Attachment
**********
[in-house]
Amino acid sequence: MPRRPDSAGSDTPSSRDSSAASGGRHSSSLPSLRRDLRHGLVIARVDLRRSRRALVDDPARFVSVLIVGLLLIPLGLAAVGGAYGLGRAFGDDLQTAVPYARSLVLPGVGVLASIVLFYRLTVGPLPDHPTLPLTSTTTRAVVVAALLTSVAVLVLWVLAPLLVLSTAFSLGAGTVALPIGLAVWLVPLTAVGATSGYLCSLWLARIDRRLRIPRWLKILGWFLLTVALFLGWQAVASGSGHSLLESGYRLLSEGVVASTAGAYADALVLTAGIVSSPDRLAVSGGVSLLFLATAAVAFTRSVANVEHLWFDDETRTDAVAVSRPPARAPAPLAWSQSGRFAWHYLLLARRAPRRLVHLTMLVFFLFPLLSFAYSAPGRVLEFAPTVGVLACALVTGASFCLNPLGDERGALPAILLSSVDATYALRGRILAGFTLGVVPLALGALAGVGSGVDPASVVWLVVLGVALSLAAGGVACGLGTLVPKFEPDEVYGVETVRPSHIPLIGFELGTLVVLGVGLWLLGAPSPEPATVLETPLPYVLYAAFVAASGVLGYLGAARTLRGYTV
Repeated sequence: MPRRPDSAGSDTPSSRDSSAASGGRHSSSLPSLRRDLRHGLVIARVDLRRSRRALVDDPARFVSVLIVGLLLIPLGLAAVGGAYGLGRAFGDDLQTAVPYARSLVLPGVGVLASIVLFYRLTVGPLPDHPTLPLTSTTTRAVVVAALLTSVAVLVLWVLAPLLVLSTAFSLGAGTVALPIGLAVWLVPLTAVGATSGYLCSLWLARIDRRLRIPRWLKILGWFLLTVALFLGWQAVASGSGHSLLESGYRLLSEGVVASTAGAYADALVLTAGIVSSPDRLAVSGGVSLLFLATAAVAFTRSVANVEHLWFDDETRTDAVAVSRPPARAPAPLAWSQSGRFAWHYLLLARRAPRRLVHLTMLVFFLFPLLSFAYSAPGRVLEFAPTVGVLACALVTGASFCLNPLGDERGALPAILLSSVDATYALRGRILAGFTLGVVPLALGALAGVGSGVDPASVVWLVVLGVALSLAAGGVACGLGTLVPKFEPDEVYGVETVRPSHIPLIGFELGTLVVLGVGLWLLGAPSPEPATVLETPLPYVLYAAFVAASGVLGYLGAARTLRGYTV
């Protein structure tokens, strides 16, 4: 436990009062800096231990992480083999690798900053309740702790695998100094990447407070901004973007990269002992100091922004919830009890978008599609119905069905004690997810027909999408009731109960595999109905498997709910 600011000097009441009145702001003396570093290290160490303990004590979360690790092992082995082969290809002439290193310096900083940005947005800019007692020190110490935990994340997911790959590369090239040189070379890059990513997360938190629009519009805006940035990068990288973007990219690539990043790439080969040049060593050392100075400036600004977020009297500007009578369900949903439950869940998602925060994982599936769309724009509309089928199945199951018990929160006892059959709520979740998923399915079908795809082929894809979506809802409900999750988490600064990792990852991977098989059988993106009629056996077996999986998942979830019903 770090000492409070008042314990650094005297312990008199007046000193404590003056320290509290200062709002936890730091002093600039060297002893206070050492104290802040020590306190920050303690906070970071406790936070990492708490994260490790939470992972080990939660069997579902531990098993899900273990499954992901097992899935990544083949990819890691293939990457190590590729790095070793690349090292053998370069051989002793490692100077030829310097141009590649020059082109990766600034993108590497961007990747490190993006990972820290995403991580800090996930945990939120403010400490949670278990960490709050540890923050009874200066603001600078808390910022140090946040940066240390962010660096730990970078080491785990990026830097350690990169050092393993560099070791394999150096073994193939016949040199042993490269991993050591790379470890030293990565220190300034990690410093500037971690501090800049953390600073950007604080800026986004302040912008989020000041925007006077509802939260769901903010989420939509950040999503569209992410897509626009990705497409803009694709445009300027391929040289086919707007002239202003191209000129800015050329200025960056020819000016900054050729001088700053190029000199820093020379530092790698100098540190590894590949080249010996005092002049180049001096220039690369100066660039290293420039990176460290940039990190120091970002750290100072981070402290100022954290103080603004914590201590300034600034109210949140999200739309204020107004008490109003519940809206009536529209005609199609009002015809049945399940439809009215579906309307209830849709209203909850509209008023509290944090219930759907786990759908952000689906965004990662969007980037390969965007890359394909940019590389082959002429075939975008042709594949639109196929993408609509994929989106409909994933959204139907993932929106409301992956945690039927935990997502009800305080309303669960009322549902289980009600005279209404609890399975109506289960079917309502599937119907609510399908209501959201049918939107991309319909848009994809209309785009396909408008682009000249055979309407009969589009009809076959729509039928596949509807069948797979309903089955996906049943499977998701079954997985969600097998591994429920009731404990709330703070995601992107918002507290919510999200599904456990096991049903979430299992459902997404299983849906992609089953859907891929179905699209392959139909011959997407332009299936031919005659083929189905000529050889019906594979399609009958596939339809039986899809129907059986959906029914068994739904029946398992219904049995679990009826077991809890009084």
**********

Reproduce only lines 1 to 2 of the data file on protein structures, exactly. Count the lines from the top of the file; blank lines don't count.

[in-house]
Amino acid sequence: MPRRPDSAGSDTPSSRDSSAASGGRHSSSLPSLRRDLRHGLVIARVDLRRSRRALVDDPARFVSVLIVGLLLIPLGLAAVGGAYGLGRAFGDDLQTAVPYARSLVLPGVGVLASIVLFYRLTVGPLPDHPTLPLTSTTTRAVVVAALLTSVAVLVLWVLAPLLVLSTAFSLGAGTVALPIGLAVWLVPLTAVGATSGYLCSLWLARIDRRLRIPRWLKILGWFLLTVALFLGWQAVASGSGHSLLESGYRLLSEGVVASTAGAYADALVLTAGIVSSPDRLAVSGGVSLLFLATAAVAFTRSVANVEHLWFDDETRTDAVAVSRPPARAPAPLAWSQSGRFAWHYLLLARRAPRRLVHLTMLVFFLFPLLSFAYSAPGRVLEFAPTVGVLACALVTGASFCLNPLGDERGALPAILLSSVDATYALRGRILAGFTLGVVPLALGALAGVGSGVDPASVVWLVVLGVALSLAAGGVACGLGTLVPKFEPDEVYGVETVRPSHIPLIGFELGTLVVLGVGLWLLGAPSPEPATVLETPLPYVLYAAFVAASGVLGYLGAARTLRGYTV